1777. Septr. 18. Thursday.
The violent N.E. Storm which began the Day before Yesterday continues. We are yet in Philadelphia, that Mass of Cowardice and Toryism. Yesterday was buryed Monsr. Du Coudray, a French Officer of Artillery, who was lately made an Inspector General of Artillery and military Manufactures with the Rank of Major General. He was drowned in the Schuylkill, in a strange manner. He rode into the Ferry Boat, and road out at the other End, into the River, and was drowned. His Horse took fright. He was reputed the most learned and promising Officer in France. He was carried into the Romish Chappell, and buried in the Yard of that Church.
This Dispensation will save Us much Altercation.1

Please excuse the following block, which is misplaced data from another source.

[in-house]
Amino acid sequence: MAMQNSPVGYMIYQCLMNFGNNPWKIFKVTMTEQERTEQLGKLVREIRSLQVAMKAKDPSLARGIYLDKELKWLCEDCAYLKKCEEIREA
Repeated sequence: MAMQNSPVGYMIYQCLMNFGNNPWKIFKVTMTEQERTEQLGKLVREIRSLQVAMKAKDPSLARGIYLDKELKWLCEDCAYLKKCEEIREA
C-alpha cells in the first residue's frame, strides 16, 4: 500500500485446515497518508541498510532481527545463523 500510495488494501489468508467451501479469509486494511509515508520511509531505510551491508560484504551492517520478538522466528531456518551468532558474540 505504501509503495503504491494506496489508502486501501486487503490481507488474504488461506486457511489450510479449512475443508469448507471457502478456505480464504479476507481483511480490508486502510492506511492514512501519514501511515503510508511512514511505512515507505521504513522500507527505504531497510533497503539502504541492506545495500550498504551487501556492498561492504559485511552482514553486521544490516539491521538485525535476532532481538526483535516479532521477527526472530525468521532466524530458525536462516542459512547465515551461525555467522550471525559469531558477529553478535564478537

1. Much altercation had, however, preceded this event. On Philippe Tronson du Coudray, a French artillery officer and prolific writer on artillery science, see Lasseray, Les français sous les treize étoiles description begins André Lasseray, Les français sous les treize étoiles (1775–1783), Macon and Paris, 1935; 2 vols. description ends , 2:444–454. By agreement with Silas Deane in France, Du Coudray expected to be appointed major general and to take command of the Continental artillery upon his arrival in America in April 1777. This prospect outraged Generals Knox, Greene, and Sullivan and led them to threaten resignation of their commands. JA, distressed about what to do with Du Coudray, was much more distressed by the American generals’ behavior. See JA to Nathanael Greene, 7 July 1777, LbC, Adams Papers; RC printed by Bernhard Knollenberg, with valuable comments, in R.I. Hist., 1:78–81 (July 1942). Lafayette described Du Coudray’s death as “peutetre un heureux accident” (Lasseray description begins André Lasseray, Les français sous les treize étoiles (1775–1783), Macon and Paris, 1935; 2 vols. description ends , 2:452).